Moving

to Skåne

Considering a relocation to Sweden’s southernmost region? Here are some key steps to be aware of and resources to guide you through the process.

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Becoming a

legal resident

If you want to live and work in Skåne, or anywhere else in Sweden, there are three chronological steps you need to take before you are considered legit!

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1.  Residence permit

All non-EU/EEA citizens are legally required to obtain a residence permit before they move to Sweden. Even if you already have a job offer or family in Skåne, you have to apply for and receive your residence permit from Migrationsverket (Sweden’s Migration Agency) before you can live and work here. EU/EEA citizens, however, have the right to work, study, or live in Sweden without a residence permit.

2. Register with tax authority

Once you are in Sweden (either with a residence permit or as an EU/EEA citizen), you will need to register with Skatteverket (Swedish Tax Agency). This not only puts you in the system for tax collection, but it assigns you a personnummer (Swedish personal identity number), which you need in Sweden to identify yourself when communicating with Swedish government authorities, open a bank account, or work legally.

3. Get Swedish identity card 

Once you have obtained your Swedish personal identity number, you can then get your identitetskort (Swedish ID card) from the Swedish Tax Agency. An ID card will be your primary form of identification in Sweden and is necessary for everything from banking and medical appointments to filling out paperwork, picking up packages at the post office or even showing that you are over 20-years-old if buying a beer!

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Finding a job

If you are looking for work in Skåne, there are plenty of resources available to help in your job hunt. Along with common methods of looking for work, like reaching out to your network of contacts or discovering potential employers on LinkedIn, there are several government-funded agencies and private organisations that can assist you in finding a job in Sweden.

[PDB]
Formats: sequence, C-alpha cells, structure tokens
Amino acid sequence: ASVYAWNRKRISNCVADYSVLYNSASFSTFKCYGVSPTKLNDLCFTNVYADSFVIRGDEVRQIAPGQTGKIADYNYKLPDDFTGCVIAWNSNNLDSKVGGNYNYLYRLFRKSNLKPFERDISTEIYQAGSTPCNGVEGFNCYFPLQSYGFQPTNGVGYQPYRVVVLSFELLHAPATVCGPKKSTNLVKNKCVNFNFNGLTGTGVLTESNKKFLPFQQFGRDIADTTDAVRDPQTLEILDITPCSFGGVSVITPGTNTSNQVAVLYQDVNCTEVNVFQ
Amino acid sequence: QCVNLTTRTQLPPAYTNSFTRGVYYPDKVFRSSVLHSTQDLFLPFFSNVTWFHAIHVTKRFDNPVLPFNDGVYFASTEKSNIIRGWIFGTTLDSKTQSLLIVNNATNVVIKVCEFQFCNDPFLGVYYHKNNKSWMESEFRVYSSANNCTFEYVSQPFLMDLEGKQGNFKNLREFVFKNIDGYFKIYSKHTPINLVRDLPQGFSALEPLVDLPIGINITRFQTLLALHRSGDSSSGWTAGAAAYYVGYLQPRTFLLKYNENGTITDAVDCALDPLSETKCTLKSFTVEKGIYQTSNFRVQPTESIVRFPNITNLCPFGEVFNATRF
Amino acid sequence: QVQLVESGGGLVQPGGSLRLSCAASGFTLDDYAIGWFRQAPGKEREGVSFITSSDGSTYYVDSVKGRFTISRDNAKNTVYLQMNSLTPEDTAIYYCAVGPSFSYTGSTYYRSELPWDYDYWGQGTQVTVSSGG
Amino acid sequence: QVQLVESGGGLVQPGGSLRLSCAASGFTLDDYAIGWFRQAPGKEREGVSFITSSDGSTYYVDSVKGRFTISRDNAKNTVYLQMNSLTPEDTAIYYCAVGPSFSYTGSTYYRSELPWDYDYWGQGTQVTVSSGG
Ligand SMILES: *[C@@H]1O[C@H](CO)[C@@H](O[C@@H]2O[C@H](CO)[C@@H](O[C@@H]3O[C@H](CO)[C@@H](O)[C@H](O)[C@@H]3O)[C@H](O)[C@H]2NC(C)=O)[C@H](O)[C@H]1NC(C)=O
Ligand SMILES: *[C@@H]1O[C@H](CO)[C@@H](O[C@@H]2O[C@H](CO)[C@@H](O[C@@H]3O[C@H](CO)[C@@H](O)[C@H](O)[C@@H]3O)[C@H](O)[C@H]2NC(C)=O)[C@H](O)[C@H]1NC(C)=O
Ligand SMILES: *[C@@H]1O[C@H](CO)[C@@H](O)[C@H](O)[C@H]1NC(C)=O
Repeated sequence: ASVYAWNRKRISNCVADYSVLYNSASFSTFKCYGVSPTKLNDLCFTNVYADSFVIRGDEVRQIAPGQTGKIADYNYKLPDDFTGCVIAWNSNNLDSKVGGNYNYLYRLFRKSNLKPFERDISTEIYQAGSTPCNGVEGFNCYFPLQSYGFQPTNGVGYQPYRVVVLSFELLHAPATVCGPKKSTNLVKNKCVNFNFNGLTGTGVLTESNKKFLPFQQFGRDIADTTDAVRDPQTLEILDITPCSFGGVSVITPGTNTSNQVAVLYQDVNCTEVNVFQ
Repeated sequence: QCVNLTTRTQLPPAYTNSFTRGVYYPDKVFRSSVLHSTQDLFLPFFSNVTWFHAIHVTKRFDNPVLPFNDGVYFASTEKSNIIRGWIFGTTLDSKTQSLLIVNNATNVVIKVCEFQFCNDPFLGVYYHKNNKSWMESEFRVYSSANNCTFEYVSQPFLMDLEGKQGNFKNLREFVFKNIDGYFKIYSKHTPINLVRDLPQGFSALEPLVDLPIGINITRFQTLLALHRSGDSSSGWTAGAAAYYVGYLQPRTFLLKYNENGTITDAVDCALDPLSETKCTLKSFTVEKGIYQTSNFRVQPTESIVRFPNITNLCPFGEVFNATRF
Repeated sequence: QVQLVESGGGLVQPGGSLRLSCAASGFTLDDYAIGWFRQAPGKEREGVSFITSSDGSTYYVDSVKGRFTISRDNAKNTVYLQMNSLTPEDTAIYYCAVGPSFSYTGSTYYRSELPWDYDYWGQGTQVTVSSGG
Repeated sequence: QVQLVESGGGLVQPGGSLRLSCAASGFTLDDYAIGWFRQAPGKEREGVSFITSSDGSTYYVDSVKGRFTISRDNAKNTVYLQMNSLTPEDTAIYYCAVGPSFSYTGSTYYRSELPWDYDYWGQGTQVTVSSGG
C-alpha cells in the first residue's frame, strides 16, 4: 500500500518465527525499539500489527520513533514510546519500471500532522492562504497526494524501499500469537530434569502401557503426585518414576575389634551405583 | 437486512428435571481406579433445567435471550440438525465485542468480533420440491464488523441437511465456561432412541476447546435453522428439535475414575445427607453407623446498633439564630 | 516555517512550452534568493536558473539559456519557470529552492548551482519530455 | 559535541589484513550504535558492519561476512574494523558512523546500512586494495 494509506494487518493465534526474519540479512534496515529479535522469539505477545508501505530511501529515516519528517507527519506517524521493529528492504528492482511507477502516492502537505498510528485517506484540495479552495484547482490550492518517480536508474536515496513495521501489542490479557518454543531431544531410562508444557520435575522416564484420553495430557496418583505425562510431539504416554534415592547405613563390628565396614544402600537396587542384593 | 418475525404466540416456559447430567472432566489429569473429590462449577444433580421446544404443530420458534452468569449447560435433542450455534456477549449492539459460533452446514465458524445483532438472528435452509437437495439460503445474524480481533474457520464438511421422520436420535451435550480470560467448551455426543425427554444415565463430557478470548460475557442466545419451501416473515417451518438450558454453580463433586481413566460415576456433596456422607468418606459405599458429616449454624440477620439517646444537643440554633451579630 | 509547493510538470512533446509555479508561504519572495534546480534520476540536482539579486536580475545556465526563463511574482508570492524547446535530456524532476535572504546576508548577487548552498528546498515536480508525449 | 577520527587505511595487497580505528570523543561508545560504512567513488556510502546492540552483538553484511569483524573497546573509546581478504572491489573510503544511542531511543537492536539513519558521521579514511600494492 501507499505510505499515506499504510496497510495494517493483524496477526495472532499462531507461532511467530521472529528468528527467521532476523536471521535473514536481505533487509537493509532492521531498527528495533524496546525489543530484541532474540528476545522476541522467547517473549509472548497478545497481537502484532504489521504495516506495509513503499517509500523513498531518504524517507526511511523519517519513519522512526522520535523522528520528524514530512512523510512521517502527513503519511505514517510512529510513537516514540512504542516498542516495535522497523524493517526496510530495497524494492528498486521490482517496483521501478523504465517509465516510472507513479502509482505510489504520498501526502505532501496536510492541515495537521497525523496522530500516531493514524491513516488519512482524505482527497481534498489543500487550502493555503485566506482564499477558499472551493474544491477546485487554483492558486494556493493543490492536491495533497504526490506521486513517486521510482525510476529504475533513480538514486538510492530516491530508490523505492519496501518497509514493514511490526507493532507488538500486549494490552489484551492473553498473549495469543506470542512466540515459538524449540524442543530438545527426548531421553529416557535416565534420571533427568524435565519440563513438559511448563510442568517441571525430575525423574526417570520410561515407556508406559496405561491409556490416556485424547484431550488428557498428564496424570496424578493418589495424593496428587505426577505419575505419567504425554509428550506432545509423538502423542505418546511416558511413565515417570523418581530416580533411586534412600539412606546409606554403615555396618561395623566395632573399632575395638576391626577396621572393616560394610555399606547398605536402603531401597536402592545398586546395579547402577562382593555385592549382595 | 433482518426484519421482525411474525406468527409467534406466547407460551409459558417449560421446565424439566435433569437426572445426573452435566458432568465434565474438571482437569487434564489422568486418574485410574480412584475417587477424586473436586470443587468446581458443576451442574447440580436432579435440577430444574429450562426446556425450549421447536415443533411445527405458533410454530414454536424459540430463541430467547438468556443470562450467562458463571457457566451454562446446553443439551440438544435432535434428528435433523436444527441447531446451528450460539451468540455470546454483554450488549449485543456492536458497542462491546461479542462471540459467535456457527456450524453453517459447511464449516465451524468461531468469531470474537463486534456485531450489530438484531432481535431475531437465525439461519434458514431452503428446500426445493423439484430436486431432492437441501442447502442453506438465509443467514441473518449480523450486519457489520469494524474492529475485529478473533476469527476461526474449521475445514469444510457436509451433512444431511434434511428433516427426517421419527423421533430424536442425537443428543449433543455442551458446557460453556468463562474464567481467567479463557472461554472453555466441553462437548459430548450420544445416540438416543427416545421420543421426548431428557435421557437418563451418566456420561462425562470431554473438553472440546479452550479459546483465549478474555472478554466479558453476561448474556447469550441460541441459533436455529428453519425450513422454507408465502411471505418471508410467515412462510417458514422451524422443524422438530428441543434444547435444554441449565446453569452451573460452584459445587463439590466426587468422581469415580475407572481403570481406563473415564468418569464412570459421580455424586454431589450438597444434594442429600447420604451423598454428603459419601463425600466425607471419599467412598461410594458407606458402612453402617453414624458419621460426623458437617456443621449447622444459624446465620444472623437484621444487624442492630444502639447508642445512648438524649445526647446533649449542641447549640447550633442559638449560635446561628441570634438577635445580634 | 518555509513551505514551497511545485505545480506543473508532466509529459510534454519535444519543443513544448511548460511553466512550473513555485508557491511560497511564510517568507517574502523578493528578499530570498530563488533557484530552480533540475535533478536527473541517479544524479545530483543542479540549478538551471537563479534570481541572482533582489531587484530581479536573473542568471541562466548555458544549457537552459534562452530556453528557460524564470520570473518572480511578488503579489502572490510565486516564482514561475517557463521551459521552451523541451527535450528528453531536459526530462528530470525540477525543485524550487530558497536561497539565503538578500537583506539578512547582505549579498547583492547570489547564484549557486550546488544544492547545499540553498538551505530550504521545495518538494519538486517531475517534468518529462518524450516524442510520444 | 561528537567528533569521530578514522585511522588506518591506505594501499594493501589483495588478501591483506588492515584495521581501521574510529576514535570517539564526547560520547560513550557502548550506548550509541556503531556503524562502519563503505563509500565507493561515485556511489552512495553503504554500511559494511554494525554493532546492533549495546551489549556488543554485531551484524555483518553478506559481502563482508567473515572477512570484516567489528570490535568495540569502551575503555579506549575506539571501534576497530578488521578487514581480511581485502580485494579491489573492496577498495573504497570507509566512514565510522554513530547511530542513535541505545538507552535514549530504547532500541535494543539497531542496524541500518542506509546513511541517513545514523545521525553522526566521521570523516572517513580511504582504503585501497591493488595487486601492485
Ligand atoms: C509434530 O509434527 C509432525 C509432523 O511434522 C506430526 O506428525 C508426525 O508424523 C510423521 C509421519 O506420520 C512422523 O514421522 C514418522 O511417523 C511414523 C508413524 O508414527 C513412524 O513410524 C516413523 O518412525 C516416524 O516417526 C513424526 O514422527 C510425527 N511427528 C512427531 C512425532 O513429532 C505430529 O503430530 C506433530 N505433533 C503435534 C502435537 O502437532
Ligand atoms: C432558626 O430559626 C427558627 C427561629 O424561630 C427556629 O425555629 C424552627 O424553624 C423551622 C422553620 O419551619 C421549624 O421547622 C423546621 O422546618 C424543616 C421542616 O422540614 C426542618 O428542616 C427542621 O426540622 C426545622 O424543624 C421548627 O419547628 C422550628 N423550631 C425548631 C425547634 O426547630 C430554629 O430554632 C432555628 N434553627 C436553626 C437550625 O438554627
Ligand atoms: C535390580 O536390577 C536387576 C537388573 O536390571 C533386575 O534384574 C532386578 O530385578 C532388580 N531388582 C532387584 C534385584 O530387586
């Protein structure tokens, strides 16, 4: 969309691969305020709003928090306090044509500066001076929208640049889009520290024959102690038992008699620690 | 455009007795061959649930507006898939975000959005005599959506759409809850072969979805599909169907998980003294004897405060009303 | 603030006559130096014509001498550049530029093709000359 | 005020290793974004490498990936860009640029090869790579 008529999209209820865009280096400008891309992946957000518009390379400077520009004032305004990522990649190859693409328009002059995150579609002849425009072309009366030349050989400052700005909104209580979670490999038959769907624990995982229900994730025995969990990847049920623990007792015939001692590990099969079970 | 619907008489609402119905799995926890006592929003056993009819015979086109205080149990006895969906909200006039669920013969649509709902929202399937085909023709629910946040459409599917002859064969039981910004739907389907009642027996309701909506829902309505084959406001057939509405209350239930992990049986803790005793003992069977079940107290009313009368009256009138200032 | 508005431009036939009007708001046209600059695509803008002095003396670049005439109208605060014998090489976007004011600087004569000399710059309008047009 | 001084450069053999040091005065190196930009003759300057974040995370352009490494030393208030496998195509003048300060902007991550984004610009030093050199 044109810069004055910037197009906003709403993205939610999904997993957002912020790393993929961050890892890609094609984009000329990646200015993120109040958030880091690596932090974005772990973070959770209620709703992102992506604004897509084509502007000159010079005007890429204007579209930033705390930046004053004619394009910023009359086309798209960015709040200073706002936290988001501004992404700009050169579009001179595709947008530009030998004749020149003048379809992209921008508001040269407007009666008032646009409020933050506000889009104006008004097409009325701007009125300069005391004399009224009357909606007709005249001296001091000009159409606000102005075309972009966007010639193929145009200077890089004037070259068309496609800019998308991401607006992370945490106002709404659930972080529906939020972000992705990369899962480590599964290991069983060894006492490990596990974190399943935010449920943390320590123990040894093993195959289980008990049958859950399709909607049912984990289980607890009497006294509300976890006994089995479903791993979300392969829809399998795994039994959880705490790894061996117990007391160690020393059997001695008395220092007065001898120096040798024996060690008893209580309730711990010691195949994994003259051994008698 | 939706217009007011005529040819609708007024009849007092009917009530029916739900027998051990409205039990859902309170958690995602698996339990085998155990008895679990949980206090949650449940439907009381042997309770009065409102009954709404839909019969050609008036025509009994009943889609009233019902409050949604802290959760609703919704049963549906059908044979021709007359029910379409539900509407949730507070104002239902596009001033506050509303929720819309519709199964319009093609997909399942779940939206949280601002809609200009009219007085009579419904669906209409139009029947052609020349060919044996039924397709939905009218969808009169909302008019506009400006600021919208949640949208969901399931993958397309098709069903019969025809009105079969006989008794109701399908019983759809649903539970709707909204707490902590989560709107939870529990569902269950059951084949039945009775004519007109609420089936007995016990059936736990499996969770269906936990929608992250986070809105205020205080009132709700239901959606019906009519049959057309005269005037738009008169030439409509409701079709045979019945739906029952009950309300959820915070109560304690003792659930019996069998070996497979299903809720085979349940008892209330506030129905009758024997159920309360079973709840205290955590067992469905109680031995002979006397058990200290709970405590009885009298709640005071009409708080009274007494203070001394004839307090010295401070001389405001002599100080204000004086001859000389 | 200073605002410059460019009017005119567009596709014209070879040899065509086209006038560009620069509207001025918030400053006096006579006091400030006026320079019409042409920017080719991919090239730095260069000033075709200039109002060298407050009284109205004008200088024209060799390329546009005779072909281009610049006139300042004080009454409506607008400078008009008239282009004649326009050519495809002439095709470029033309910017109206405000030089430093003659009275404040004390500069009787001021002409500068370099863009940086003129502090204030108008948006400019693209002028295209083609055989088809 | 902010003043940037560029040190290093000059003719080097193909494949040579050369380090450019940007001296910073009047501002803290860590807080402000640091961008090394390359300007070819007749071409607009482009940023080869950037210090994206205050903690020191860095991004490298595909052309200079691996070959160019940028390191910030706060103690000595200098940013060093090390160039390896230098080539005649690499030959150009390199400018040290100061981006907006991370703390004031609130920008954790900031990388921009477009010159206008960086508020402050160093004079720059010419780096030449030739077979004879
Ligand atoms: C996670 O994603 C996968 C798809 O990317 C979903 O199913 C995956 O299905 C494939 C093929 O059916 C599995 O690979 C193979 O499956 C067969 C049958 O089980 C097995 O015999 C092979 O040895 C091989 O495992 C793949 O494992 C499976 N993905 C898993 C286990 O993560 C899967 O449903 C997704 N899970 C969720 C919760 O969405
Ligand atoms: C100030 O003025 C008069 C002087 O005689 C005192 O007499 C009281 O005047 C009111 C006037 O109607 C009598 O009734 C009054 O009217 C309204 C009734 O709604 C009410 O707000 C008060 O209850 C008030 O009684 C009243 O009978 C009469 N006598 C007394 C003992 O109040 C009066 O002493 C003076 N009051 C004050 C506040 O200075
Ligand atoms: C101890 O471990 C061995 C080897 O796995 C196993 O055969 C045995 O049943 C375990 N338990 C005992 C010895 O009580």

A few examples  are:

Finding a place to live

When you’re moving to another country, figuring out housing can be a bit tricky. Like anywhere else, Sweden has its own peculiarities and quirks to navigate when looking for accommodation. Subleasing an apartment, for example, is quite common and referred to as “andra hand” (“second-hand”). Thankfully, there are a number of websites, services, property agents, and others that can help you find a place to live in Skåne.

Some useful resources to start any search for a home in Skåne include:

Learning the language

All newly-arrived residents of Sweden are eligible for free Swedish language classes. Almost everyone in the country speaks English, but learning the language enhances the experience of living and working in Sweden and Skåne. You can sign up for free Swedish courses arranged by the government programme Swedish for Immigrants (SFI). Your employer may also offer to send you to private Swedish classes (so don’t forget to ask).